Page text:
By Frank Ahrens
Washington Post Staff Writer
Saturday, September 22, 2007
The parent company of Discovery Communications said yesterday that it was in preliminary talks to buy out shareholder Advance/Newhouse Communications, another step toward taking Discovery public.
John Malone's Discovery Holding owns a majority of Discovery Communications, a privately held cable television company in Silver Spring. When Discovery Holding bought Cox Communications' 25 percent stake in the cable network in March, it was expected to pursue a similar strategy with Advance/Newhouse's 34 percent stake. Discovery Communications founder John S. Hendricks also owns a small stake of the company.
Discovery's channels are home to popular shows such as "Dirty Jobs," "Man vs. Wild" and "Deadliest Catch."
In a filing yesterday with the Securities and Exchange Commission, Discovery Holding said it was negotiating a deal under which it would give Advance/Newhouse shares of Discovery Holding in exchange for its stake in Discovery Communications.
The talks were reported by Pali Capital analyst Richard Greenfield on the company's blog. Greenfield talked to Malone during his company's analyst meeting yesterday. Malone also owns Liberty Media, which holds stakes in a number of ventures, including the QVC shopping channel and media giant Time Warner.
"Terms sheets are being traded back and forth between [Discovery Holding] and Newhouse," Greenfield wrote on the blog, adding that he had "spent a few minutes" with Malone at the meeting. "Both sides in favor of a deal, simply governance issues to finalize," he wrote.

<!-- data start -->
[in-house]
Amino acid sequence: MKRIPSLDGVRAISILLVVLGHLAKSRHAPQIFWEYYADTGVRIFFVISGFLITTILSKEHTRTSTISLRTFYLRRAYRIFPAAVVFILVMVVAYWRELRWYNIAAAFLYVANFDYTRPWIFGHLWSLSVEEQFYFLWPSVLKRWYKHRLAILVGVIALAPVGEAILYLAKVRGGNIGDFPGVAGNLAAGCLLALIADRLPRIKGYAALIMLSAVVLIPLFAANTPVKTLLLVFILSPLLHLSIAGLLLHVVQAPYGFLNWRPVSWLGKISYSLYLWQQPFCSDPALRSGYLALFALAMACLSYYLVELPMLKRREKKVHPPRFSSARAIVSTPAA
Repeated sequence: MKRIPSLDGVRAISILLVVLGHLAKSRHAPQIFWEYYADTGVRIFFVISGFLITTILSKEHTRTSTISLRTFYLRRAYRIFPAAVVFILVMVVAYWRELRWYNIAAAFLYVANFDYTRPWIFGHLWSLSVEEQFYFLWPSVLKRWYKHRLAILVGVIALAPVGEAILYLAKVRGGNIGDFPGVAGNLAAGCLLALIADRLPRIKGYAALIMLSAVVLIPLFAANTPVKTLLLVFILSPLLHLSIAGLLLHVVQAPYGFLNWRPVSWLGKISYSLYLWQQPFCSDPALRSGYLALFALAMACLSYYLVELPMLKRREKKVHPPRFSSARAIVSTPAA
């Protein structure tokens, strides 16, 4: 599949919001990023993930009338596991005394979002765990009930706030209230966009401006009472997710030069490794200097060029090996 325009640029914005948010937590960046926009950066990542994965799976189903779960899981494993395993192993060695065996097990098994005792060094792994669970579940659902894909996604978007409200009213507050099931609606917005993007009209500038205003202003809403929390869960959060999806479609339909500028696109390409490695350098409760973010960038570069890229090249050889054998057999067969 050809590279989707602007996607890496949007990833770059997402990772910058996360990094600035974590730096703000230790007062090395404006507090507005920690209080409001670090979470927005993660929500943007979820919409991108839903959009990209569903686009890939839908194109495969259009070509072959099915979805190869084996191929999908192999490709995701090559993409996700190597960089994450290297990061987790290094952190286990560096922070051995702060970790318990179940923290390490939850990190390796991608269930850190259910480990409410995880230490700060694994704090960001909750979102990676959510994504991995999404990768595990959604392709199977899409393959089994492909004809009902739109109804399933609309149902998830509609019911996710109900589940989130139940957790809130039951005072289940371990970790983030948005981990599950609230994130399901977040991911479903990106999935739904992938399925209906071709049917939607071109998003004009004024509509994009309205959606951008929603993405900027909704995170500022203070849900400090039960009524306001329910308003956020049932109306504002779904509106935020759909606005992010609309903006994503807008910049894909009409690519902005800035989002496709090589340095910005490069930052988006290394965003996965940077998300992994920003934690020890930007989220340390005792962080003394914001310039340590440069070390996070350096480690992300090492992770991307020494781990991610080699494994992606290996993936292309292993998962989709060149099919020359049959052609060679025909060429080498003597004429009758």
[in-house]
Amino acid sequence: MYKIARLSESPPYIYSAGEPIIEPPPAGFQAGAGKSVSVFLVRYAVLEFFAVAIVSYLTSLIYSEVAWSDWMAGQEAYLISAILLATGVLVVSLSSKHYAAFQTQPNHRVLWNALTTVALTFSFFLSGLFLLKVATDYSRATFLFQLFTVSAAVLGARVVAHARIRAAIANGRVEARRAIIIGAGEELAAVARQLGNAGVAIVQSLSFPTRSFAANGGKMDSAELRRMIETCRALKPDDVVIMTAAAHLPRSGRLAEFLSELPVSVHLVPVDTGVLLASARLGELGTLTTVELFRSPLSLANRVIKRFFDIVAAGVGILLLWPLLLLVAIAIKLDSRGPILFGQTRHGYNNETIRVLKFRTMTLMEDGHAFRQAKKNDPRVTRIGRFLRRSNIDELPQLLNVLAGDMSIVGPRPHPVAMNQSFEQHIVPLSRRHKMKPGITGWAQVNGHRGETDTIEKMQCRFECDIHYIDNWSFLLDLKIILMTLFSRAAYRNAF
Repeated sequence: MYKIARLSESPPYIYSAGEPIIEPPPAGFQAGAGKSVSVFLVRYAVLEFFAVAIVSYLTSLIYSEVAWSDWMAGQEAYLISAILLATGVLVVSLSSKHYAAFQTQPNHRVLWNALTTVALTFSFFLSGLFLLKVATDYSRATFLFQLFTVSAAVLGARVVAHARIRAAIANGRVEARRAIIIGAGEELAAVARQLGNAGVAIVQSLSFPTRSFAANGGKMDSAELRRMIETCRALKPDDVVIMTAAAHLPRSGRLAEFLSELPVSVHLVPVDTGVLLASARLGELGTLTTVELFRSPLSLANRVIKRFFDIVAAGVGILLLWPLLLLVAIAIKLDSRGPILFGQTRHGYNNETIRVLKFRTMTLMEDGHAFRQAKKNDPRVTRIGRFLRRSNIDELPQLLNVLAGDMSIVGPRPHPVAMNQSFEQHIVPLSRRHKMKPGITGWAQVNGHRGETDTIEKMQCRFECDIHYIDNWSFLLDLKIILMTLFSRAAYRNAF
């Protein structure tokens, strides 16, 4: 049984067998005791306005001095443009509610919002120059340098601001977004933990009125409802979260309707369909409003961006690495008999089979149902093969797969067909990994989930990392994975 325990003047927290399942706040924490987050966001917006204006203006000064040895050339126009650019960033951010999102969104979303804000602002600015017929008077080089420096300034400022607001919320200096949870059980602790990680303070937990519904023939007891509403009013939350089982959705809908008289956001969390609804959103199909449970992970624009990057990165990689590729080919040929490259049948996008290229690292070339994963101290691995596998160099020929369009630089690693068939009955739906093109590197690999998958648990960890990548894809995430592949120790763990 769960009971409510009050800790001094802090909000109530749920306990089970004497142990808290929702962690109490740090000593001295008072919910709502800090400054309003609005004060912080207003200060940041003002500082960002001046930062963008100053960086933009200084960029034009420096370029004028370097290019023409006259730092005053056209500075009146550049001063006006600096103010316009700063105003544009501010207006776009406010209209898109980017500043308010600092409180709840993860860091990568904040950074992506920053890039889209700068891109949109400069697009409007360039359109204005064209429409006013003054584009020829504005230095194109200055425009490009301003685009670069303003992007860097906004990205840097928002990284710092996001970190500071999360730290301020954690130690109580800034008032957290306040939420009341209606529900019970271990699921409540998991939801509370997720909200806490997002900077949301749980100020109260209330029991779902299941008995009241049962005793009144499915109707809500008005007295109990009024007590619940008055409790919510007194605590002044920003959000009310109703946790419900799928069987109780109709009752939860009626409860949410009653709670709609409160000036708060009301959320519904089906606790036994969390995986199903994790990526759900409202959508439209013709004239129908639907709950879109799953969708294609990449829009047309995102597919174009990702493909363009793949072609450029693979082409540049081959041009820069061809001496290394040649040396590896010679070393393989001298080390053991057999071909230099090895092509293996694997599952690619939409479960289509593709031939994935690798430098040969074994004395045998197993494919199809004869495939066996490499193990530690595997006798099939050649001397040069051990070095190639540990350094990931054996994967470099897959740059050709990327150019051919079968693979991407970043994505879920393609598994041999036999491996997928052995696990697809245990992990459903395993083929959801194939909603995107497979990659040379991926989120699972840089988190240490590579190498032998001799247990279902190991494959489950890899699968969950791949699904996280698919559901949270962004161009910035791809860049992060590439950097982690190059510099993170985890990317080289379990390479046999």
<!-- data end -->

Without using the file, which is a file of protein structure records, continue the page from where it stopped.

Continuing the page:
Discovery Communications declined to comment. Representatives for Discovery Holding could not be reached for comment.
Discovery has more than 100 channels, which it says reach a worldwide audience of 1.5 billion. The company is moving aggressively to reshape itself under chief executive David Zaslav, who took over in January. The company has announced plans to lay off as much as 25 percent of its workforce and shut its 103 Discovery stores as it retools for digital delivery of its content.
On the corporate side, the company is working to unwind its complicated ownership structure to make Discovery more attractive to potential investors during an anticipated initial public offering.
Greenfield wrote that Malone's company would buy out Advance/Newhouse at market value, instead of at the premium that some expect. Malone is not opposed to Advance/Newhouse retaining certain rights over Discovery Communications, including the right to block a sale of Discovery Communications or the hiring of a new chief executive, Greenfield wrote.
He added that Malone has "no interest in selling [his stake in Discovery Communications] in the next couple of years." Malone said there is "way too much revenue/margin opportunity" in the cable networks, Greenfield wrote.